This tale was told to me by a Wyldling of the Sept of Eden's Bliss, and is one of the many I gathered during my Rite of Passage. I retell it now, as it seems apropos to the world we live in.
This is a story that was told to me in a faraway place, by faraway creatures. I do not have the names of who took part, for there is no record remaining and it not that sort of tale, besides. What is important is this - once upon a time, there was a hero. An adventurer, who traveled the Deep Umbra and its countless realms. It is in one of these realms that our story takes place.
As the hero was walking, he was approached by a strange spirit, nebulous and twisting, flashing through forms as it spoke. "Hero," It said, "I know of your deeds, and have need of you. My bride was recently taken by a terrible creature, a monster who plans to feast upon her essence. I beg of you to save her - not just for myself, but for the entire realm. For if the monster succeeds, it will gain from my bride the power to destroy the entire realm with a single devastating roar."
Given a task such as this, how could the hero refuse? He set off at once in the direction that was indicated to him, trusting in the tale to guide his footsteps where they needed to fall. His trust was well-placed, for it was not long before he found that which he had sought. In a clearing just beyond the forest he walked through was a fallen maiden that seemed nearly human, radiant in her beauty but quite unconscious. Above her stood a beast, all chitinous scales and sharp fangs and claws.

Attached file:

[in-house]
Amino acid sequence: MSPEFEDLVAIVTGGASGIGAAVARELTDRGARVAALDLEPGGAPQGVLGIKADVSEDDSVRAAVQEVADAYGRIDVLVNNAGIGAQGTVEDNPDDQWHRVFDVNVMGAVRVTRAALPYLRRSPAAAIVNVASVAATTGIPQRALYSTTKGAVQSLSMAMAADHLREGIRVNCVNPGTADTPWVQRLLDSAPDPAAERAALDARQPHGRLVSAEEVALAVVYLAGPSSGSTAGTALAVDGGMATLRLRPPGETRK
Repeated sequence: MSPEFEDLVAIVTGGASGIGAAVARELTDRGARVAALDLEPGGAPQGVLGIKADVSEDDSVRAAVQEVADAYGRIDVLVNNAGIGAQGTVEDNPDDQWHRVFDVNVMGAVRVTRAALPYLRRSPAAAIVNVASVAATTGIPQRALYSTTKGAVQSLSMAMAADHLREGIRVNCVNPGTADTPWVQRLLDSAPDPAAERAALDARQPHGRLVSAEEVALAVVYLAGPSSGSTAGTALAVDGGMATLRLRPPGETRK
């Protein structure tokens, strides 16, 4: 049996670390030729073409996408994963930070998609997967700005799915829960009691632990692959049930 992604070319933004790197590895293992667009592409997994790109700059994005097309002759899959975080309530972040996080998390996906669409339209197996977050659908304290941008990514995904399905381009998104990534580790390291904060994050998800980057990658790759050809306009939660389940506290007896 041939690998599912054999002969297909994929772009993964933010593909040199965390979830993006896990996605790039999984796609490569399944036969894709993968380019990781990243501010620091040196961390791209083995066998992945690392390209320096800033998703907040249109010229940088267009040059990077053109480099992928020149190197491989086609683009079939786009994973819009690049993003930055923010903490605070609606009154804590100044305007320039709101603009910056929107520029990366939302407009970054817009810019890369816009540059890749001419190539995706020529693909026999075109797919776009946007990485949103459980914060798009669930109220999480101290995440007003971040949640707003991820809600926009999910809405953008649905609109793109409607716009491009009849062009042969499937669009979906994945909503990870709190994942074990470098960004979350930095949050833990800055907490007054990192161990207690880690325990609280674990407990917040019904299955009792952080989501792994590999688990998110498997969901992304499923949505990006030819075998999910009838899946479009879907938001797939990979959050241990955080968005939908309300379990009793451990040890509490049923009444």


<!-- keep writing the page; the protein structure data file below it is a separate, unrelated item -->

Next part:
The hero stepped out to confront the scaly creature, who turned to him abruptly. Its eyes widened. Its mouth opened, its lungs drew in air. Before it could finish its breath, however, the hero had drawn and hurled his blade with deadly accuracy, straight into the creature's neck. Before a whisper of sound could escape it, it fell to the ground, dead.
The hero looked upon the maiden with concern, but she would not wake. It had been a long journey for the hero already, and he thought that perhaps a rest would do the both of them well. So he sat, and he started a fire, and he cut a bit of meat from his latest conquest to sate his hunger. And do you know, the flesh of the monster was quite satisfactory! Invigorating, even. Perhaps if the maiden had a bite, she would rouse. It had planned to eat her in the first place, after all, and wasn't justice meant to be poetic? He cooked another slice, and carefully fed it to the sleeping maiden. Still, she would not rouse.
Concerned, the hero decided to go seeking the spirit who had put him on this quest to begin with. He carefully lifted the sleeping maiden, tucked her over his shoulder, and set out. In time, he found the spirit - who was whirling and spinning with anxiety in a new place not far from where it had started.
"Behold!" Said the hero, as he set the maiden down before the spirit. "I have slain the monster pursuing your bride, and brought her back to you!"
The spirit froze. It stopped entirely. "... hero," It said, with great care. "That is not my bride."
At which point the maiden opened her eyes, smiled prettily, and roared.
All tales sung publicly. Everything here is considered to be common knowledge.
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